User Comments (provided by John E. Taylor and other members of the Shoals 99er Uer Group in 1985): The module introduces the following word identification skills: recognizing root words with spelling changes before endings and suffixes, recognizing contractions, and recognizing compounds. You can work on just one skill at a time or on all three at once. If for example you are working on root words, you'll be shown a story, complete with graphics, and you'll be asked to underline the root words in the sentence. The module comes complete with a very nice colorful reader.
READING FLIGHT: PHM 3082 / SF 30122 - Released 3Q/1982 - MSRP $39.95 / $54.95 -- According to the documentation, the program improves your child's ability to classify, summarize and outline information. To do this the program offers
User Comments (provided by John E. Taylor and other members of the Shoals 99er Uer Group in 1985): The reading flight module contains four colorfully depicted stories and three practice drills. Three of the four stories concentrate on one reading skill each, in a format entitled "Study it". This module is not to teach children how to read, it is to improve the reading skills of children who are already reading. This module is best suited for children in grades 4 and 5. The module has good activities, graphics, and speech capabilities.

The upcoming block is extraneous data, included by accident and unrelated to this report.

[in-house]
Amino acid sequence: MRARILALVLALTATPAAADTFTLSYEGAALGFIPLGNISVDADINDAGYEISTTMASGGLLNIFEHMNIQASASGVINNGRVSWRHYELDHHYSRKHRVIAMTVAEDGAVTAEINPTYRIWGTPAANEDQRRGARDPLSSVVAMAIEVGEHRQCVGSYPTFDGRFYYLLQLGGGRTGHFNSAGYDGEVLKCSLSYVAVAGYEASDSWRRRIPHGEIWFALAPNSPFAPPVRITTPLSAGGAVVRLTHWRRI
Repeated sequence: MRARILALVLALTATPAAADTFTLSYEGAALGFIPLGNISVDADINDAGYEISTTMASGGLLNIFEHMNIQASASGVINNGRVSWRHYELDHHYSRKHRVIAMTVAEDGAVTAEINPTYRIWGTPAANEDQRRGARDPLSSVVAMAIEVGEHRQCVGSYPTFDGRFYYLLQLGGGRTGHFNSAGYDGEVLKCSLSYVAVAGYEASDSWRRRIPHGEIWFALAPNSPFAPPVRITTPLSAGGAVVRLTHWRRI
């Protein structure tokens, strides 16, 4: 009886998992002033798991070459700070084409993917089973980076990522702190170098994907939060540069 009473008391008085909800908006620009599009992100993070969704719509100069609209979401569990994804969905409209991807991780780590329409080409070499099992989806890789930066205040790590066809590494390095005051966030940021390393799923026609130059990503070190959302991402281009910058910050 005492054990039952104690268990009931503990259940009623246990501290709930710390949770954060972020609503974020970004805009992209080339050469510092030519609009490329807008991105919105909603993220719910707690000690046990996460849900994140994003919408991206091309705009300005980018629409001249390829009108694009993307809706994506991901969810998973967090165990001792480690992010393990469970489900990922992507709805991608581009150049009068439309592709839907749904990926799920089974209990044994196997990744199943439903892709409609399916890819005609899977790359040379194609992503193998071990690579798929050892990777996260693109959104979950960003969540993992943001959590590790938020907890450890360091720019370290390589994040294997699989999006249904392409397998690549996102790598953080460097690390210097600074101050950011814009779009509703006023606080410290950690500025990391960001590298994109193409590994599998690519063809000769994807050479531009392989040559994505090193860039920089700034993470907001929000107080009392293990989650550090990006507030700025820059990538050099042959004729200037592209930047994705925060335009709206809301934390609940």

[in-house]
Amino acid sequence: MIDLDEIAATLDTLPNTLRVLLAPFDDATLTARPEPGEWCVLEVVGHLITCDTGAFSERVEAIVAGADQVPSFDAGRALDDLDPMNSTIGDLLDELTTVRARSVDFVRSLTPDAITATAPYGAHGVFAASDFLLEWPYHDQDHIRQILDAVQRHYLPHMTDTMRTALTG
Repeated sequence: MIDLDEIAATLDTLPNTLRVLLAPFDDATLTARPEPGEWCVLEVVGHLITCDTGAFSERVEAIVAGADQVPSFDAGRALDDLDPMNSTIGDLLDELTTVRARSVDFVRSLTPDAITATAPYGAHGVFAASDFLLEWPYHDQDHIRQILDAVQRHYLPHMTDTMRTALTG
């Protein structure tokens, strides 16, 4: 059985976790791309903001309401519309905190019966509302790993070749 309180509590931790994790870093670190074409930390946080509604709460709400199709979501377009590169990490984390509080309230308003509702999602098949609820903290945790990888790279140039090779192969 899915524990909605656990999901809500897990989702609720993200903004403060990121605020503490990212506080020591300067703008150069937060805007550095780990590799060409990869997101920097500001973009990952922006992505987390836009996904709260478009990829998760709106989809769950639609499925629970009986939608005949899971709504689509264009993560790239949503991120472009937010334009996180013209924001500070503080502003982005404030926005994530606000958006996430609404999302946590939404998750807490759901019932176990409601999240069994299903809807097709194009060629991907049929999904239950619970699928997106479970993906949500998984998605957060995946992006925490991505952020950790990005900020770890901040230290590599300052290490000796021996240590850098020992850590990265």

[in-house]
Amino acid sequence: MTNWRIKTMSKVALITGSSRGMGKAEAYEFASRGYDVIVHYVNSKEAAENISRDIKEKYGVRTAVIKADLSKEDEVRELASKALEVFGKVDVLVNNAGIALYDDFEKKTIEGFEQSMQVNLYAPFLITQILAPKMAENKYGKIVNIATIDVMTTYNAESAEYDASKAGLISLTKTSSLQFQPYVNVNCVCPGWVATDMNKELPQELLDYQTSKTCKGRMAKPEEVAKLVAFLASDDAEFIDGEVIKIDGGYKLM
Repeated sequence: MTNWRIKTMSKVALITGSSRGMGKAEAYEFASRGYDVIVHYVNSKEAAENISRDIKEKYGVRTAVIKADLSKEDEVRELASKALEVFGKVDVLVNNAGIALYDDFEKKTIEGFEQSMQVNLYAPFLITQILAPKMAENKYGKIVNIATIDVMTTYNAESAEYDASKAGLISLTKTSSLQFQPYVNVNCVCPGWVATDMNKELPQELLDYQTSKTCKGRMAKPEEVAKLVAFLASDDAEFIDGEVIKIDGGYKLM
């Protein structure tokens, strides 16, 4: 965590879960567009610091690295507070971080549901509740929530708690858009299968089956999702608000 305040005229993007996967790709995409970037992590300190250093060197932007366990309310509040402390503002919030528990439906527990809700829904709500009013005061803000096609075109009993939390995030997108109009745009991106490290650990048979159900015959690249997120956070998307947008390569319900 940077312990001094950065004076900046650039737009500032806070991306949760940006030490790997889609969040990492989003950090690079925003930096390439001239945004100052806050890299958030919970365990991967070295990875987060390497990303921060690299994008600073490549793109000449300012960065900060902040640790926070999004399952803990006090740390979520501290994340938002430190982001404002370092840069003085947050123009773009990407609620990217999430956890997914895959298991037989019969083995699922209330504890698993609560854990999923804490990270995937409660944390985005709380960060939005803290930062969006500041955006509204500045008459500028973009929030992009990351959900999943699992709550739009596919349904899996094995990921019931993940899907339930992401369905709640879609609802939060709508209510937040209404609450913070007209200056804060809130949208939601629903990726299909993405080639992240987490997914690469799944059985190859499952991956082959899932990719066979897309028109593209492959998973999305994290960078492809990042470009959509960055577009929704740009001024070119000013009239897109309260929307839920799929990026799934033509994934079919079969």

READING FUN: PHM 3043 / SF 30114 - Released 1Q/1982 - MSRP $39.95 / $54.95 --
User Comments (provided by John E. Taylor and other members of the Shoals 99er Uer Group in 1985): Reading Fun contains four colorfully depicted stories and three practice drills. Speech Synthesizer is optional, but a very nice addition to this module. After the title screen you are given a menu screen to choose your activity from. The activities are PROBLEMS IN STORIES, WHY THINGS HAPPEN and HOW CHARACTERS FEEL. It is suggested that your child start with activity one. After one of the skills is selected, the following options appear: Press 1 for STUDY IT or Press 2 for TRY IT OUT.
* STUDY IT -- allows your child to study the skill by reading the story and participating in several activities.
* TRY IT OUT -- lets your child practice the reading skills previously selected, in a set of five short stories with questions and answers.
* PROBLEMS IN STORIES- After making this selection your child will read a story called ALMOST TOO LATE. In this story, a girl is often late for school. This causes her problems which your child is asked to help her solve. Three new vocabulary words are introduced: Promised, Excited, and Striking.